Monday Top 5: New No. 1 in women's golf
Tuesday, April 5, 2011
1.) New No. 1: Georgia’s Marta Silva won the Liz Murphey Collegiate Classic and has moved into the top spot in women’s college golf. Silva replaced LSU’s Megan McChrystal atop the latest polls after McChrystal tied for 58th in the same event. Silva, the reigning Spanish Amateur champion, posted rounds of 74-71-67 to win for the first time this season. The junior has five career victories, and she moves within two of Georgia’s all-time win leaders – current Arkansas coach Shauna Estes-Taylor and Vicki Goetze.
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2.) They did it it again: For the sixth time this season, and for the third time without Peter Uihlein in the lineup, Oklahoma State has won a tournament. This time it was the Insperity Augusta State Invitational. Oklahoma State has won each time it has played this season without Uihlein in the lineup. This past weekend, Uihlein was in Augusta, but he was preparing for another event that gets under way this week: The Masters.
The Cowboys took a 10-shot lead into the final round, but needed a birdie from Kevin Tway on his final hole to hang on for a one-shot victory over Tennessee. Tway claimed medalist honors, but it continues to be a total team effort, with four Cowboys placing in the top 12.
The Cowboys continue to sit atop the Golfweek/Sagarin College Rankings, and are the only team in college golf that has not lost to a team ranked outside the top 25.
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3.) Different format: This past weekend, the University of Georgia hosted the Liz Murphey Collegiate Classic. The format was unique to women’s college golf in that each team played alone as a fivesome and scoring was a best-ball format. A team’s best four scores on a hole counted toward the team score.
In the best-ball format, it was Alabama going home with the trophy after finishing as the only team in red numbers with a 4-under total. The Crimson Tide were eight shots better than second-place Duke. But in the eyes of NCAA official scoring, it was Florida picking up the victory. Here’s why: The NCAA only accepts a five-count-four scoring format, and in this format the Gators finished two shots better than Alabama. In the best-ball format, Alabama was 10 shots better than the Gators.
Now that we have things cleared up, we are likely to see this format again in the future.
“I am still waiting to get feedback from the coaches,” Georgia coach Kelley Hester said. “If I am the only coach in the country that likes it, then I won’t do it because I am providing a disservice, but early indications would tell me I would do it the same way.”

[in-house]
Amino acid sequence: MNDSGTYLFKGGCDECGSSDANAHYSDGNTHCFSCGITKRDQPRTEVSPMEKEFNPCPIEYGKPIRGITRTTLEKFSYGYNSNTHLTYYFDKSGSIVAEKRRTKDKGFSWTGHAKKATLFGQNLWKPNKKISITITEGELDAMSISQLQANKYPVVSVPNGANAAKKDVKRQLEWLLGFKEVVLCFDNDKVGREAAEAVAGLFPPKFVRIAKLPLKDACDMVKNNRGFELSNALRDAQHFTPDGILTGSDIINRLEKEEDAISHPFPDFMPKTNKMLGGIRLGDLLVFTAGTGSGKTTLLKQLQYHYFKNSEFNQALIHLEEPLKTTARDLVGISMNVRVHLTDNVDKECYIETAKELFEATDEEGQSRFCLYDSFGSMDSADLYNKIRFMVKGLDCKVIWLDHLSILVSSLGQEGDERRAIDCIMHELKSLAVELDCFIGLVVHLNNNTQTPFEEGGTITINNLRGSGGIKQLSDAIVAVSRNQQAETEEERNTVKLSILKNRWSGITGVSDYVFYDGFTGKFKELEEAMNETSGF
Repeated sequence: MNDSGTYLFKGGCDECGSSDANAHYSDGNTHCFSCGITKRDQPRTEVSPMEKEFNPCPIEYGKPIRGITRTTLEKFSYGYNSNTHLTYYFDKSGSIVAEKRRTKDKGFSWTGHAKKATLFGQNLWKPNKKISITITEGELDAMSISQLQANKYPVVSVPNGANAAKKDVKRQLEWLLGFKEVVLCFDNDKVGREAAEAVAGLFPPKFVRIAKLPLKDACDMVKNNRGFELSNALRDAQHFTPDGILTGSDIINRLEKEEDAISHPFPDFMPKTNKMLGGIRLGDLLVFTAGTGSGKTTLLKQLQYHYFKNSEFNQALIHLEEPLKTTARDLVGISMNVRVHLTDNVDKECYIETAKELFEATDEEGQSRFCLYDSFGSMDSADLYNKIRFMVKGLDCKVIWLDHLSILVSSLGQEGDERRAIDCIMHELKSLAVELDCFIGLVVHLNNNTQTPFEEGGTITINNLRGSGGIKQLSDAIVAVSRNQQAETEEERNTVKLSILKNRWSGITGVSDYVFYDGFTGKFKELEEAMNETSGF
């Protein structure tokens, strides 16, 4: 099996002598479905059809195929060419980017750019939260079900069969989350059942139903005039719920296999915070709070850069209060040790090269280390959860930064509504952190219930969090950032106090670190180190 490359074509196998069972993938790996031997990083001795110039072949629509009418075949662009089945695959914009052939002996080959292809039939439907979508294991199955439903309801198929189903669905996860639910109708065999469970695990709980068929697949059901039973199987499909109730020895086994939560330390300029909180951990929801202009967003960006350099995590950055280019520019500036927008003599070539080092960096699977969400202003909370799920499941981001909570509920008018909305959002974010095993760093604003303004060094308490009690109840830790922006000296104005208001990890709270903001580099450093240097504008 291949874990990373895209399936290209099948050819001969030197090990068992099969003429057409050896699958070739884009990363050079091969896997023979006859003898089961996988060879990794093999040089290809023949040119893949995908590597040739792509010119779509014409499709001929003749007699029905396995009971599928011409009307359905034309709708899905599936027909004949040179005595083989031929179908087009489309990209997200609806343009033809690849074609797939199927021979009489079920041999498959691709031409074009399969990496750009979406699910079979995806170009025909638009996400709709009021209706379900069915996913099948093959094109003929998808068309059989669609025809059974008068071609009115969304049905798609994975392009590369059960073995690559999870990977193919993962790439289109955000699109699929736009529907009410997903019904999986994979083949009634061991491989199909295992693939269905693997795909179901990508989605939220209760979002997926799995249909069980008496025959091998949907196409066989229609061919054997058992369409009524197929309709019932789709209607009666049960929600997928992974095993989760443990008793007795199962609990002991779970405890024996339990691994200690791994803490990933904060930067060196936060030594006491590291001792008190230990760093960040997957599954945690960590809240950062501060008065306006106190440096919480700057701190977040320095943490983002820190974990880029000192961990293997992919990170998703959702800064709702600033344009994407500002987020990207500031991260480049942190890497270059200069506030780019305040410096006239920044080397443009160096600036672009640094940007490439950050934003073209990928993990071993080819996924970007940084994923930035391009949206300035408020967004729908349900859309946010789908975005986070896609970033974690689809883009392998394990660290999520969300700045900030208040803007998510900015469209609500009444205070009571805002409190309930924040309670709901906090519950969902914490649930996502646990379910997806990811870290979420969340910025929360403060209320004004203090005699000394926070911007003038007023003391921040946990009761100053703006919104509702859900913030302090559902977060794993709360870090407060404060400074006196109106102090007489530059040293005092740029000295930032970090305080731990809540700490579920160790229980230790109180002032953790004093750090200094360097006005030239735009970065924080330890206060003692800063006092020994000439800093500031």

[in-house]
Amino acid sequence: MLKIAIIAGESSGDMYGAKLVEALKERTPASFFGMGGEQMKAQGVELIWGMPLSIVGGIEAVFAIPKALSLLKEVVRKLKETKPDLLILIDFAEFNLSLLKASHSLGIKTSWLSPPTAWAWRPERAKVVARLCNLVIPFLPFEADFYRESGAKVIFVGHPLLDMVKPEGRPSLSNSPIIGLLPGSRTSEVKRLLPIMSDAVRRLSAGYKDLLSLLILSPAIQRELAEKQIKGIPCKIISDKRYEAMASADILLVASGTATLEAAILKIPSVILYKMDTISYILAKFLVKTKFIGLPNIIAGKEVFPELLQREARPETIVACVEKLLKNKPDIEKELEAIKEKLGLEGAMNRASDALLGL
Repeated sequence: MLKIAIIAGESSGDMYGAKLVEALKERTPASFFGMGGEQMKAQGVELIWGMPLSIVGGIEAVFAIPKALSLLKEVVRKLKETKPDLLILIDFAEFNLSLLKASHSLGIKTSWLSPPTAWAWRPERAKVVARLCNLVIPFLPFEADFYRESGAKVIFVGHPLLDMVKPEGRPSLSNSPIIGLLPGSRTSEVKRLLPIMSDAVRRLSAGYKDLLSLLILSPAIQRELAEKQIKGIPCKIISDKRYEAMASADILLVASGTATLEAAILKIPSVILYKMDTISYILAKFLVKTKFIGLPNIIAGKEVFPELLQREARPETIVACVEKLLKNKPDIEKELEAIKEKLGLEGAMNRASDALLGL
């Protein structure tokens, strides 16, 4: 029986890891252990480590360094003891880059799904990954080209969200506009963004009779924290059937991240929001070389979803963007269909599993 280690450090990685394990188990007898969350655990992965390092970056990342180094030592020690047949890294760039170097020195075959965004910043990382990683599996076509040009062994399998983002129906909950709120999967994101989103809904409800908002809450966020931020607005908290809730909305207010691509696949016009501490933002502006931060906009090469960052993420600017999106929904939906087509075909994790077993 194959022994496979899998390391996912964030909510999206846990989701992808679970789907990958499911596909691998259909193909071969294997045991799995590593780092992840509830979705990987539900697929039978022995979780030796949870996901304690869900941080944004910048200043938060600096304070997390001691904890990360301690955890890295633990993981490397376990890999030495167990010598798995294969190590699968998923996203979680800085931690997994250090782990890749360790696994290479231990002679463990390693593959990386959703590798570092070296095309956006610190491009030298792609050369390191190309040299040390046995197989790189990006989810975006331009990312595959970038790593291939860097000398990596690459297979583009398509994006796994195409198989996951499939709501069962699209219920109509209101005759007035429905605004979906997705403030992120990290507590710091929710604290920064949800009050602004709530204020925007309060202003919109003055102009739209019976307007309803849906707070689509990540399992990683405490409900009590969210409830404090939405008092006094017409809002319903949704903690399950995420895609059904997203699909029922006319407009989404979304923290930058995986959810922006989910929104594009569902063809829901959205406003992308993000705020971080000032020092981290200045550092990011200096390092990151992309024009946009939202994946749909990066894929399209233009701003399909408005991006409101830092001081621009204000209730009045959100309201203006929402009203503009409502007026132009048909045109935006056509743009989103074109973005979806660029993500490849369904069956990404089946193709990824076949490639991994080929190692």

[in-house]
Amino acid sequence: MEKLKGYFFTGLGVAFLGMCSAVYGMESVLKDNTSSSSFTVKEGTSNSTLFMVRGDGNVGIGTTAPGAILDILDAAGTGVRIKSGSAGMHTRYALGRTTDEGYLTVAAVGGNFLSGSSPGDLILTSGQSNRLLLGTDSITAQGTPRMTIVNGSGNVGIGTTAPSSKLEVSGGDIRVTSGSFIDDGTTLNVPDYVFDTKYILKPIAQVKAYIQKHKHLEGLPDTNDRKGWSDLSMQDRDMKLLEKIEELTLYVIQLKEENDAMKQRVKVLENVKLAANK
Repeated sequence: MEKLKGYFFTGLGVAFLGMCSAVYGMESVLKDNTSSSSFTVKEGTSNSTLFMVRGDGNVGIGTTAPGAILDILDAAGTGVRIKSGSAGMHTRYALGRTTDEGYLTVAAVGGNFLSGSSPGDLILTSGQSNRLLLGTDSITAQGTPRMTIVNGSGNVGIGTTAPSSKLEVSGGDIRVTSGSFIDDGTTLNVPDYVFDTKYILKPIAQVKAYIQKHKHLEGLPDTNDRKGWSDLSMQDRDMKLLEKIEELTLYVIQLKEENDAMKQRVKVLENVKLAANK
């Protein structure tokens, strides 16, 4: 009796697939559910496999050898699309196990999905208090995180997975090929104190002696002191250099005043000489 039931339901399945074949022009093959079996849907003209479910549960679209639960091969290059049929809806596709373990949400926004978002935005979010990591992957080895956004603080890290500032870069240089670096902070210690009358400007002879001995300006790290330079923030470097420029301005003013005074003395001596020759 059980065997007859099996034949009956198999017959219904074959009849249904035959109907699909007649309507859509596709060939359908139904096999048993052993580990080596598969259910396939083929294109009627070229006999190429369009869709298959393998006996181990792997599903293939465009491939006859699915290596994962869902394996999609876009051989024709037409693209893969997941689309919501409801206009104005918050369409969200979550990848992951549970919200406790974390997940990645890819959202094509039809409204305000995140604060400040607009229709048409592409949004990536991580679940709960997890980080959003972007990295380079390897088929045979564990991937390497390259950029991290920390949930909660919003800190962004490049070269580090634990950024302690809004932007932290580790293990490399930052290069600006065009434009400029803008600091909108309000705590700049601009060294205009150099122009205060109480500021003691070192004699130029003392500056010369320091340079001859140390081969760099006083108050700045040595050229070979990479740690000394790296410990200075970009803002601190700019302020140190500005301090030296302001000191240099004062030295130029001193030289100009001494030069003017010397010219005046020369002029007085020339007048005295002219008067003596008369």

My take would be if we are going to see the women starting to experiment with formats (which we will, because the women’s game is always just behind the men), then try to get the women’s golf committee to recognize these formats. The Big Ten Conference has used a six-count-four scoring format for its conference championship, and the event is forced to designate a sixth player and use a five-count-four format. Let’s not confuse everyone at these events and people who follow these events.
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4.) Player of the Year talk: The top player in college golf is clearly going to come down to the conference championships and the postseason.
Oklahoma State senior Kevin Tway now can be tossed into the pool of candidates. Tway won for the first time this year at Augusta State’s tourney and adds a victory to a resume that includes seven top 10s in 10 starts. Tway jumped to No. 4 in the Golfweek/Sagarin College Rankings, behind teammate and top-ranked Peter Uihlein, No. 2 Patick Cantlay of UCLA and No. 3 Andrew Yun of Stanford.
Yun tied for fourth last week at the Linger Longer Invitational and improved two spots to No. 3. Florida’s Bank Vongvanij tied for 41st at the Hootie at Bulls Bay Intercollegiate – his worst finish of the season. But the Gators senior has four victories and finished outside the top 10 just twice this year. Also, keep a close eye on Alabama’s Bud Cauley and Georgia Tech’s James White. Iowa’s Vince India has the fewest head-to-head losses in college golf, with an overall won-lost-tie record of 383-17-12.
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5.) Felt like a win: Tennessee finished one shot behind Oklahoma State at the Insperity Augusta State Invitational, but this might have been one time when second was just fine. The Volunteers entered the event with a lot at stake. Tennessee’s overall won-lost-tie record was 52-55-3, and with only the SEC Championship remaining on the schedule, a poor showing could have hurt its bid to play in the postseason.
Jim Kelson’s squad improved to 65-56-3, and now the only way to finish the season below .500 would be to place last at the conference championship. Tennessee climbed six spots this week, to No. 29 in the latest Golfweek/Sagarin College Rankings.